Hey I really love this article. I’m a nationally recognized personal trainer and was recently on the cover of women’s health magazine. Since the cover, my training business has boomed, I’m getting requests from big companies to do research and I’m getting hired to represent atheletic companies too. This all sounds great and it is! But it’s been a messy few months and I’m gathering all the business wisdom I can find right now. I need to delegate for sure bc I can only work so many hours per day! Thank you for the suggestions. They’re practical and they’re motivating me to make some changes I need to make soon!

    • That’s awesome Noelle! Glad you found this helpful. Thanks!

  • SO true … ! I thought you were in my head with this one.

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  • Sergey Yatsenko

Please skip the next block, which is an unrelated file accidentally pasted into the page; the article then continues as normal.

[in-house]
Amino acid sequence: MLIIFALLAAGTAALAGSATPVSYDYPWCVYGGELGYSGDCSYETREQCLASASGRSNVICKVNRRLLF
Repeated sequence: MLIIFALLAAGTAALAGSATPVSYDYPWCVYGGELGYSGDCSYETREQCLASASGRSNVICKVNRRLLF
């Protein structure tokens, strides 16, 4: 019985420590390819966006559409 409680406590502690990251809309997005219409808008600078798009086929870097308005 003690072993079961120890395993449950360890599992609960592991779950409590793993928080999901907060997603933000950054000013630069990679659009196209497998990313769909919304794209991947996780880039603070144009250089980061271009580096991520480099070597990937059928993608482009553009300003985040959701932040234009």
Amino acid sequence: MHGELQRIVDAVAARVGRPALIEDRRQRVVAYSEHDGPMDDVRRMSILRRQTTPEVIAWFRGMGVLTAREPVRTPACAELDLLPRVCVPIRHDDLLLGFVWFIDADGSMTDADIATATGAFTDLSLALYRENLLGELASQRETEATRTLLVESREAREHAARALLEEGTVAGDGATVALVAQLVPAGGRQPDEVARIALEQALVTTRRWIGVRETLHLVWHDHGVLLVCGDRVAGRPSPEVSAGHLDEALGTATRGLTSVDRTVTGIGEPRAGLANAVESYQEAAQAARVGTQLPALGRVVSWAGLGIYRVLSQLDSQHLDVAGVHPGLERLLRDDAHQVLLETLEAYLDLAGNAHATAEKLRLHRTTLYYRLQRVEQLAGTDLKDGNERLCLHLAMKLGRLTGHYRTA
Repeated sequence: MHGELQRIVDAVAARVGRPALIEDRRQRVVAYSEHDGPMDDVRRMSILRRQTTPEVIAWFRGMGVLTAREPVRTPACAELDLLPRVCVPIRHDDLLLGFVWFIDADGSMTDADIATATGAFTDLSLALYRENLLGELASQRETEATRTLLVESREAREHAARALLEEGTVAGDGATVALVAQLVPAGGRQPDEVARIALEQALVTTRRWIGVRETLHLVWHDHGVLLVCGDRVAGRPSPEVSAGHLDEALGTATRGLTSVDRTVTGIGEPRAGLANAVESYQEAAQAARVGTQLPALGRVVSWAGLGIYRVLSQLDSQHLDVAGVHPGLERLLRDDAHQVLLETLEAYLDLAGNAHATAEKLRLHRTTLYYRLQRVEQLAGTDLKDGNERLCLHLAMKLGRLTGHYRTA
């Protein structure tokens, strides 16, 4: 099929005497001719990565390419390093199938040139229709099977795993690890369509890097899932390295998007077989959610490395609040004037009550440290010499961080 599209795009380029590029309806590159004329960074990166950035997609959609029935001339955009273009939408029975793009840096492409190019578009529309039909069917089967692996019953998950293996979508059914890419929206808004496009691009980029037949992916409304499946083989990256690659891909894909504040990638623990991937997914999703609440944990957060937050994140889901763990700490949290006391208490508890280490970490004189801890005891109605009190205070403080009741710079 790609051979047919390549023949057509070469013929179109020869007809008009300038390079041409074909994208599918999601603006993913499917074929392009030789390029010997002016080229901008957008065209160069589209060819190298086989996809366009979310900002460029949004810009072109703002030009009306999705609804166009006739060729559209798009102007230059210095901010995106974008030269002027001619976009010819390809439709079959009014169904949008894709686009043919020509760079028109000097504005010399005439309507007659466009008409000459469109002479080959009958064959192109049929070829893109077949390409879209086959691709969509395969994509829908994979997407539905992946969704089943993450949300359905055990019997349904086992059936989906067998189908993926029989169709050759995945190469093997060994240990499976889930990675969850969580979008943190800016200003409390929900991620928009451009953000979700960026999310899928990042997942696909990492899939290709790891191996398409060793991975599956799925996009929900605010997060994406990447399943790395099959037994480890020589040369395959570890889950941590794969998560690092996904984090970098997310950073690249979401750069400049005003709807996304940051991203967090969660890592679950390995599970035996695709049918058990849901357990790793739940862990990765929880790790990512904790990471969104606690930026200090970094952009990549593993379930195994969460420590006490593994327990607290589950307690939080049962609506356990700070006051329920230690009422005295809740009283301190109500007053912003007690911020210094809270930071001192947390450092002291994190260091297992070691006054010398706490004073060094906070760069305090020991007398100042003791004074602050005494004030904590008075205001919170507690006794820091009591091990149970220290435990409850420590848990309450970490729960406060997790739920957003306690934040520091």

Your Transformation. –
    Philosopher Kings: Business Leaders would benefit from studying great writers. – */S.Y Looking for answers with new Mindset after Transformation.

  • Solomon Kleinsmith

    Mother. Of. Gawd… the few short paragraphs after the “Here’s what typically happens:” is EXACTLY my experience, with a few exceptions in cases where I have really REALLY broken the needed work down into relatively straightforward pieces, or had put together insanely detailed instructions.

    • Ha you too? Thanks for reading.

      • Solomon Kleinsmith

        Me too indeed – eerily similar.

        Thanks for putting this material together. I heard about you from your “class” on Mixergy. I’d never heard of this term “productization” before, but it’s what I’ve been slowly (and really, fairly poorly and haphazardly) doing over the last few months, trying to figure out how to expand. Currently heeding advice from someone else on the Mixergy site about breaking processes down into cards on Trello.

        Planning on trying to make time for your paid course next month. Thanks for doing this for people in this position. Hopefully that term gets more widespread and people are able to find information on it more easily.

        • Awesome, the Mixergy course was fun. Thanks for tuning in!

  • Thomas Fabro Barreira

    Great, that will help a lot!!!